Westbrook Superintendent Peter Lancia’s proposed 2022-2023 school budget is up 5.7%, or $2.4 million, over this year’s and would increase property tax bills by about 4.9%.

The proposal exceeds the maximum 3% increase that Mayor Mike Foley told the American Journal he’d like to see in both the new school and city budgets.

While still early in the budget process and subject to change, Lancia’s $44.3 million plan adds 15 positions, ranging from English Language Learner staff to administration employees and librarians.

The new staff is needed, he said, “because the complexity of needs is changing” in Westbrook’s schools.

The proposed budget would add 87 cents to the property tax rate, bringing it $18.70 per $1,000 of assessed value.  The new tax bill for the owner of a $300,000 home would be $5,610, or $261 more than this year’s, excluding any possible increases as a result of the new city and county budgets.

While costs of each proposed position have not been shared, Lancia said the new positions and salary increases, budgeted at 10%, make up for the majority of the increase.



Five of the new positions in the proposal are for ELL and special needs. While the total student population is 2,385, down about 100 students since 2017, the number of ELL and special needs students has increased by 4% since then, according to Lancia’s data.

“We need people in those positions, people to engage them and move forward,” Lancia said. “A lot of the positions we were looking at fill some targeted needs.”

Other new positions include a kindergarten teacher, a STEAM (Science, Technology, Engineering, Arts and Math) teacher at the middle school; assistant principals at Saccarappa, Congin and Canal schools; three elementary library teachers; a social worker and a school department accountant.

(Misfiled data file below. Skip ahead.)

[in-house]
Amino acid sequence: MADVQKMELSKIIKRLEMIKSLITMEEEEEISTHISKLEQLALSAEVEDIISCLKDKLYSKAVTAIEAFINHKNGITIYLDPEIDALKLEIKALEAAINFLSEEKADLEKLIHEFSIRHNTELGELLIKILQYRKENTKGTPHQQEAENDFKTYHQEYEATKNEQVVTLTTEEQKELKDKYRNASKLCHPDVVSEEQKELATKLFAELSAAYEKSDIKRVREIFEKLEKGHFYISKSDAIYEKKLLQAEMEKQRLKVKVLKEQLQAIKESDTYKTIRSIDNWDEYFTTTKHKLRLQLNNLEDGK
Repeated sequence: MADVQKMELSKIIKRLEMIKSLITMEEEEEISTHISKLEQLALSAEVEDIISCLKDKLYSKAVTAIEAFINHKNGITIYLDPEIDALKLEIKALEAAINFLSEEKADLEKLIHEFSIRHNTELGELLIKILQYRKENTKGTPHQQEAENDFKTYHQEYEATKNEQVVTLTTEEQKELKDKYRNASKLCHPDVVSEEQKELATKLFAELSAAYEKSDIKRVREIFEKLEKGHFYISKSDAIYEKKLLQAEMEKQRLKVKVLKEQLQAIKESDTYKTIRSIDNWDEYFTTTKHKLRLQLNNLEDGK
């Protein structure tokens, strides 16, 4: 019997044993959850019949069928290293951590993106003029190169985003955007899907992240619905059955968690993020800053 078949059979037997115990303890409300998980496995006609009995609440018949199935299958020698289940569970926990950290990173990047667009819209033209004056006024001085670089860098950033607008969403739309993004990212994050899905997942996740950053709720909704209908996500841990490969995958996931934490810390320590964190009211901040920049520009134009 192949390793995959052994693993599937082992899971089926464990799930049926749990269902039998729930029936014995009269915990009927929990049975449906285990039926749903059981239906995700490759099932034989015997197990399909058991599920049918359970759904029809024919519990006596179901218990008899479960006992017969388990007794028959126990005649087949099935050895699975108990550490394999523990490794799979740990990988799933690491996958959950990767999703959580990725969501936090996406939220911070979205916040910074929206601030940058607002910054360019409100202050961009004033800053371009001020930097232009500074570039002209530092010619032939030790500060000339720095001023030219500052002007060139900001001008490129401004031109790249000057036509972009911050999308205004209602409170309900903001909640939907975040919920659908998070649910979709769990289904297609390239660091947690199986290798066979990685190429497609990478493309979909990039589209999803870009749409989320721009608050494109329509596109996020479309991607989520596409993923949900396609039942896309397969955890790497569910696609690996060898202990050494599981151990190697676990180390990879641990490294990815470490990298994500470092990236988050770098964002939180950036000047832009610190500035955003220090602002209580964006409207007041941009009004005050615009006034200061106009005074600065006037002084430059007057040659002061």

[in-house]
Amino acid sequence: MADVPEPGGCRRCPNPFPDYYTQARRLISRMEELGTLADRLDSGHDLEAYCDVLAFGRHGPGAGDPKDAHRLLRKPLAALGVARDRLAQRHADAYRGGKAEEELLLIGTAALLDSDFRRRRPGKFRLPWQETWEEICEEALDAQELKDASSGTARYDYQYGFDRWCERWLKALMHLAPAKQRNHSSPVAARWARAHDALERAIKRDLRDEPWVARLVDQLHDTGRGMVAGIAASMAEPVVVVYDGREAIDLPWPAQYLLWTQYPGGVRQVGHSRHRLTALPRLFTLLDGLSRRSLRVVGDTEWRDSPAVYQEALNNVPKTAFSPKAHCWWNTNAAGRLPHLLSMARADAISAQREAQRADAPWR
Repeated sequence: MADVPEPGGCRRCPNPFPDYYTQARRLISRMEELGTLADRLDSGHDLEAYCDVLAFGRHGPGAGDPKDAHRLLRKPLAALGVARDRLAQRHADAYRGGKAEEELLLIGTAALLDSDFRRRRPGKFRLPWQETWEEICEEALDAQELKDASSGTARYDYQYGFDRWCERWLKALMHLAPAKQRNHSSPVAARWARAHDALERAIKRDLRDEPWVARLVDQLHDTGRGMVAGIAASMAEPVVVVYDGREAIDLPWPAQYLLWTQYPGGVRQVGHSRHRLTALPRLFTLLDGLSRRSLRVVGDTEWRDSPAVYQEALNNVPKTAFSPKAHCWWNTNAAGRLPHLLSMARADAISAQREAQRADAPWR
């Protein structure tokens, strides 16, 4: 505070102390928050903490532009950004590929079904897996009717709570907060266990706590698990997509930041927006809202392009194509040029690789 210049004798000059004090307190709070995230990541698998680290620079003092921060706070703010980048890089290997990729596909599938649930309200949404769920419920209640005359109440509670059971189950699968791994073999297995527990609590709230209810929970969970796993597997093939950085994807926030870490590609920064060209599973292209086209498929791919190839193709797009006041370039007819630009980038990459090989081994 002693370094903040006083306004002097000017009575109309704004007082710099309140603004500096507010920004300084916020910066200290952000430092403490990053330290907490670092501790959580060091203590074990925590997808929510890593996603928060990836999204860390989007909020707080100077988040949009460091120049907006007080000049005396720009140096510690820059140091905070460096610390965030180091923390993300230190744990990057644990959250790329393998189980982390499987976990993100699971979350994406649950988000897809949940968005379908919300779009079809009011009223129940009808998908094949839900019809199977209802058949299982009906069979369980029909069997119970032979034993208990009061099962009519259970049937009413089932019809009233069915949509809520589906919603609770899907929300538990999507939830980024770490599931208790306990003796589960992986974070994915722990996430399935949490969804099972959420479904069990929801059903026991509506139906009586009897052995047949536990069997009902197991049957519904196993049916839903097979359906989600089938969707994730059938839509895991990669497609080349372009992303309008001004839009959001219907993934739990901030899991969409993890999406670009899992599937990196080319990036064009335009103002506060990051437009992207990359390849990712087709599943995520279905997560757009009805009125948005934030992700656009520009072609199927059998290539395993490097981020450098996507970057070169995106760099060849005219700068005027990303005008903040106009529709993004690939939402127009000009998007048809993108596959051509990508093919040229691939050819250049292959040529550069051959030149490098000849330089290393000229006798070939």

The budget also includes the addition of an elementary school math program meant to address falling math scores and increased funding for classroom supplies, music and visual arts programs and substitute teachers. In addition, the cost of employee benefits has gone up 10%, according to the budget proposal.

No capital spending projects are included. The school department is working with the city on larger projects, including finding a new location for COMPASS, an at-risk student program now being held at the Community Center following the closure of its classroom due to code violations.


City Council Finance Committee Chairperson Gary Rairdon said the proposed increase in the school budget is nearly double what it should be in terms of affordability for residents, who are still weathering the economic impacts of the pandemic. He pointed out that it doesn’t “take into consideration the city budget and what that increase could be.”

Any increase in the city budget for the next fiscal year, which is still being developed, could also increase the property tax rate.

“There should be no more than a 3% increase,” Rairdon said.  “The school has 15 new positions. English as a second language is an area that they need support in. I can see that, but there are a few other administrative (positions) that could possibly be a little top-heavy.” 

“I do have confidence that the school committee will see the realization of the impact on the taxpayers and come to a mutual ground,” Rairdon said.

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